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Date: 1/31/2018 @ 2 p.m. ET
In this article, you will learn how to automate deployment of your Azure Web Site through Microsoft's cloud-based Team Foundation Services (TFS) offering, also known as Visual Studio Online.
It is assumed that you already have the following:
- A Microsoft Azure account with at least one Azure Web Site
- A Visual Studio Online account—it is free for up to 5 users on unlimited projects—with at least one project
- A local Visual Studio ASP.NET Web site solution
Step 1: Add Your Solution to Visual Studio Online
For this step, it is assumed that you already have an active connection to your Visual Studio Online account in your Visual Studio IDE. If this is not the case, go to the Team Explorer tab and make the connection. To see your changes, it might be useful to click the Source Control Explorer link once you make the connection.
Back on the Solution Explorer tab, right-click your solution and select Add Solution to Source Control. Accept the default selection of Team Foundation Version Control and click OK. Select the appropriate Team Project Location, change the name for the solution folder (if desired), and click the OK button.
In the Source Control Explorer tab, click the refresh button, and you should see that your solution is now added to the appropriate location in the project hierarchy. However, it has not yet been uploaded to Visual Studio Online. To do that, right-click the solution folder in the Source Control Explorer or the solution name in the Solution Explorer and select Check In Pending Changes. Enter some relevant text (for example, "Initial project upload to Visual Studio Online", without the quotes) and click the Check-In button.
Your codebase / Web site has now been uploaded to Visual Studio Online.
Step 2: Set Up Automated Deployment
For this step, you will need to access your Azure Customer Portal.
In the Azure Portal, go to the homepage for your Azure Web App. Click the Dashboard tab. On the right-hand side of the user interface, you should see a Set up deployment from source control link. Click it.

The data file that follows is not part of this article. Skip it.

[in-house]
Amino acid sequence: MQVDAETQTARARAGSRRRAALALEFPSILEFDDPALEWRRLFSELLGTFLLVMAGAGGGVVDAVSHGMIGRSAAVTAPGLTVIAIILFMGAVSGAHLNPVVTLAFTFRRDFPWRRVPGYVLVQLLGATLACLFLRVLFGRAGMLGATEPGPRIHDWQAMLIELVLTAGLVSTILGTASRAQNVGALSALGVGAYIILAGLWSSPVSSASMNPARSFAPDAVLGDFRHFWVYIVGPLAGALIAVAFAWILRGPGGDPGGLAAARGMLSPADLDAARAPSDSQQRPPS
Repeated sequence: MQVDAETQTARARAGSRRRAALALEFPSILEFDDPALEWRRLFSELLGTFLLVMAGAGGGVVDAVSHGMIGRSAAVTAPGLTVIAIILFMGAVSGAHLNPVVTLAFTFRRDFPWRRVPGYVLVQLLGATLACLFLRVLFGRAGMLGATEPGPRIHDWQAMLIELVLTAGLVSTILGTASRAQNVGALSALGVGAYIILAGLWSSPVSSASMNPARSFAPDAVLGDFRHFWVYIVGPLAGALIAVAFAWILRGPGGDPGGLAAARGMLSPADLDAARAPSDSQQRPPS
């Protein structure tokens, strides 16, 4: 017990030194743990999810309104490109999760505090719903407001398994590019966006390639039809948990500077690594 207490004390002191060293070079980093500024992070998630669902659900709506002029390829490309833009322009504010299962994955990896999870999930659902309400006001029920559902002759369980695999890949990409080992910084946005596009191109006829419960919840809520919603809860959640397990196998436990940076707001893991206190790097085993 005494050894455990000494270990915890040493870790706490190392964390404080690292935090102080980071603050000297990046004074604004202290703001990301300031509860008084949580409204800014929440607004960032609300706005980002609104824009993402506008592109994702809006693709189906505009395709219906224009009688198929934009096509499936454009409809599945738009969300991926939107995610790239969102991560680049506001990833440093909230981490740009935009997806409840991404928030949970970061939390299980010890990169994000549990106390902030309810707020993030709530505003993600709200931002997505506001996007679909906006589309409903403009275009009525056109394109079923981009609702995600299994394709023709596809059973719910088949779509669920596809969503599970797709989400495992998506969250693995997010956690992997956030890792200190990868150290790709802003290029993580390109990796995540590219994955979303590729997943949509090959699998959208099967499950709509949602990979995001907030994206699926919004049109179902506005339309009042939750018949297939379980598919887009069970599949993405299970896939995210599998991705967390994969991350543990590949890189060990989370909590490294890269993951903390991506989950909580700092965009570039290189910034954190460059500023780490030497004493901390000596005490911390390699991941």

Select Visual Studio Online and click Next (the small arrow in the bottom right of the dialog box). Enter your Visual Studio Online URL and click the Authorize Now link.
Click the Accept button. Then, choose the correct repository name and click the "Check" icon in the lower right. You will get a message that the link is being formed, which will change to "The team project is linked" when it is complete.
Step 3: Test Things Out
Before you test the deployment, browse to your Azure Web Site and verify that it is in whatever state it was in before you started this exercise.
Next, go back into your local Visual Studio IDE, make a change to the Web site, and then follow the procedure at the end of Step 1 to check in the code to Visual Studio Online.
Now, go back into your Azure Customer Portal and click the Deployments tab for your Azure Web Site. The process may take up to several minutes, but you will eventually see your first deployment literally happening right before your eyes.
Once the deployment is complete, go to your Azure Web Site in your browser and see your fresh changes.
Step 4: Rolling Back
Once you have a series of deployments on your Deployments tab for your Azure Web Site, and you have a brand new deployment that you do not like, you will want to roll back to the previous codebase.
The latest deployment should be at the top of the list and have the green Active Deployment designator. To roll the codebase back to the previous version, click the previous version in the list of Deployments and then click the Redeploy button at the bottom of the screen. Once complete, the previous deployment will have the green Active Deployment designator, and you should see the previous version when you browse to the Web site.
As you can see, the current Microsoft offerings make it very easy to not only move software development life cycle (SDLC) workloads to the cloud but also set them up to happen automatically. In this article, we have only shown one example, Deployment. With the same tools used in this article, you also can automate builds, testing, and just about anything else having to do with your SDLC. Be advised—the free version of Visual Studio Online has usage caps of 60 hours per month for build operations and 20,000 virtual user minutes per month for load testing… so it is fairly easy to incur charges once you start using these tools for real-world workloads.
We encourage you to use this article as a springboard to your continued learning about the nearly endless possibilities available through the Microsoft cloud offerings.